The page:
'We've decided we're not going to grow zucchini this year (mainly because everyone else does, so we're happy to take their excess off their hands and we'll have something else to fob off on them, I'm sure). But in the past when we grew 'zeppelins' we used to wrap them in a baby blanket, put them in a basket, leave them on someone's door step, ring the doorbell and run. — John Griffin, a.k.a. Kitchen Riffs
Those witty words written on my recent Chocolate Walnut Zucchini cake post by fellow cook and food writer, John who blogs at Kitchen Riffs, really made me laugh. It seems everyone knows about zucchini excess and zeppelins. On Twitter recently, ABC producer and presenter, Ginger Gorman (a.k.a. fresh chilli) asked what I thought of a fresh produce exchange and another food enthusiast came back with the clever response: 'I see a circle of people trying to make people take another zuke!'. So I guess the question begs to be asked: Can you really have too much home-grown zucchini? And does this also apply to spinach (which is flourishing is my kitchen garden this season)?
One good thing that's come from having zucchini zeppelins, both from my own patch and 'gifted' to me, is that Peter seems to love what I'm cooking with them! In fact, the first time I made my zucchini slice for him — a tried and tested old favourite that's been on my repertoire since the 70s — Peter wolfed it down, had seconds and then said to me 'You can make that again.' That's absolute music to my ears, folks. And make it again I have!
Last week, I added a bunch of home-grown spinach to the mix, used wholemeal flour, baked it in a round cake tin and labelled it frittata. That version was particularly well received too and is great for breakfast, as well as lunch and dinner (with a side salad). So, here's my recipe. You can leave out the bacon if you prefer and maybe add some slices of red bell pepper or small cherry tomatoes for extra flavour and colour.
SPINACH AND ZUCCHINI FRITTATA A LA LIZZY
5 free range eggs, lightly whisked
1 cup wholemeal self-raising flour
2 cups grated zucchini (about 250g)
1 cup shredded spinach
1 medium onion or French eschalot, finely chopped
3/4 cup finely diced smoked bacon or lean Kaiserflesch
1 cup grated cheese (I use a favourite Parmesan)
1/4 cup light olive oil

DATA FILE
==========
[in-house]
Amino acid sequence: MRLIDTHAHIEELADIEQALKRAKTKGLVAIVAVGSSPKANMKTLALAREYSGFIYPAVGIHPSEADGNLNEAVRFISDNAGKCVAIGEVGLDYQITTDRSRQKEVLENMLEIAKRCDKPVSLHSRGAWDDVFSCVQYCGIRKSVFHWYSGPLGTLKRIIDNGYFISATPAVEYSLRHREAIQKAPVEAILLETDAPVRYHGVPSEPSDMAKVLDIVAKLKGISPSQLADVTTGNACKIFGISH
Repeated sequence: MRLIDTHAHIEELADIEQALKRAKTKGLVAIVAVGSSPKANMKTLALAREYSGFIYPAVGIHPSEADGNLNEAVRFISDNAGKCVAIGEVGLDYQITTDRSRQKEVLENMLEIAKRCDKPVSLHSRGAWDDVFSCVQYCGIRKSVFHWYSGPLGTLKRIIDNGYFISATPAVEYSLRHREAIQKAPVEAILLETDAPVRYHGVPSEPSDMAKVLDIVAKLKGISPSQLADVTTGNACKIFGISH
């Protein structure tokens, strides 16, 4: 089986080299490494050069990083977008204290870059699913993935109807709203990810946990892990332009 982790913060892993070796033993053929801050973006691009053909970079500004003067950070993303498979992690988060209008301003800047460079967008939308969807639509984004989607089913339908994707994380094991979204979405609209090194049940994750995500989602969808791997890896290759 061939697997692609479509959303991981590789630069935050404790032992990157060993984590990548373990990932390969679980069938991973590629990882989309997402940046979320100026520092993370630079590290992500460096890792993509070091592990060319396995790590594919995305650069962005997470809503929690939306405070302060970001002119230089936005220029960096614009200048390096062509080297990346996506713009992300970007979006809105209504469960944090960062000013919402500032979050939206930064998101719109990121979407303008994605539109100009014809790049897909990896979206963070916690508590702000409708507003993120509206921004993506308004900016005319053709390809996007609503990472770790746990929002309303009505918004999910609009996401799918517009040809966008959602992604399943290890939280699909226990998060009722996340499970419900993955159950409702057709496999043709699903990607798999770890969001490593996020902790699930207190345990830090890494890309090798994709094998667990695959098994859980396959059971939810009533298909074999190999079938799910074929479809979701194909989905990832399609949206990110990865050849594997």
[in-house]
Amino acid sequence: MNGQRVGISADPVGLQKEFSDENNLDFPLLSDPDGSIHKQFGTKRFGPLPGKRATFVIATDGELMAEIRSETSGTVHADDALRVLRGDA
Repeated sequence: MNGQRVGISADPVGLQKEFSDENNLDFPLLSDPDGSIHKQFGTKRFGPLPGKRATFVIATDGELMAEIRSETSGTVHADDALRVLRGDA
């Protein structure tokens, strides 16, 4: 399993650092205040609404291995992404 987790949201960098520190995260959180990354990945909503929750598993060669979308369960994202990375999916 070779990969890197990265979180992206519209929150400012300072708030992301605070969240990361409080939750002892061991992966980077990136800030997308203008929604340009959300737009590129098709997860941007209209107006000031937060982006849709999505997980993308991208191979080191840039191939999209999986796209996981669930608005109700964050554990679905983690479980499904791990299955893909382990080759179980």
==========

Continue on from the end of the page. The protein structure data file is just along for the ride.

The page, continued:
sea salt and freshly ground black pepper, to taste
Preheat oven to 180 degrees C. Grease an 8-inch round cake tin and line the base and sides with baking paper. Combine the whisked eggs, flour, grated zucchini, shredded spinach, onion or eschalot, bacon, oil, sea salt, pepper and 3/4 cup of the cheese in a large pyrex bowl and stir with a wooden spoon to combine. Spoon the mixture into the prepared tin. Sprinkle the top with the remaining cheese and bake for 30-40 minutes until golden and cooked through. (If there is still egg oozing through air bubbles in the top, the frittata is not quite cooked). Turn out onto a board lined with a sheet of baking paper. Serve sliced into wedges (like cake), with a side salad if serving for lunch or dinner. Any leftovers are delicious eaten cold or reheated gently the following day. Serves 6 as a main meal, or 12 as a light breakfast.
Use the freshest ingredients for best results...
Great for breakfast, as well as lunch and dinner (with a side salad)...
I've embedded a PDF version of the recipe into this post, as well as my previous post, as a reader is telling me she is having issues printing. As Peter and I have been able to print both recipes without problems, I have popped a PDF here in the event you'd like to print the recipe. If you try with the print widget button and do have issues, please kindly let me know. Many thanks xo
Tell me dear readers, what are your thoughts? Can you really have too much home-grown zucchini?! And does this also apply to spinach or silverbeet? Do pop in and comment, I love hearing from all of you xox.
Hi. I'm Liz. I'm a writer, cook and traveller based in Canberra, Australia.
I love the process of writing and the stringing together of words to form
a story borne from the wisp of an idea. I also greatly enjoy cooking
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NB: I use Australian standard measuring cups and spoons in my recipes.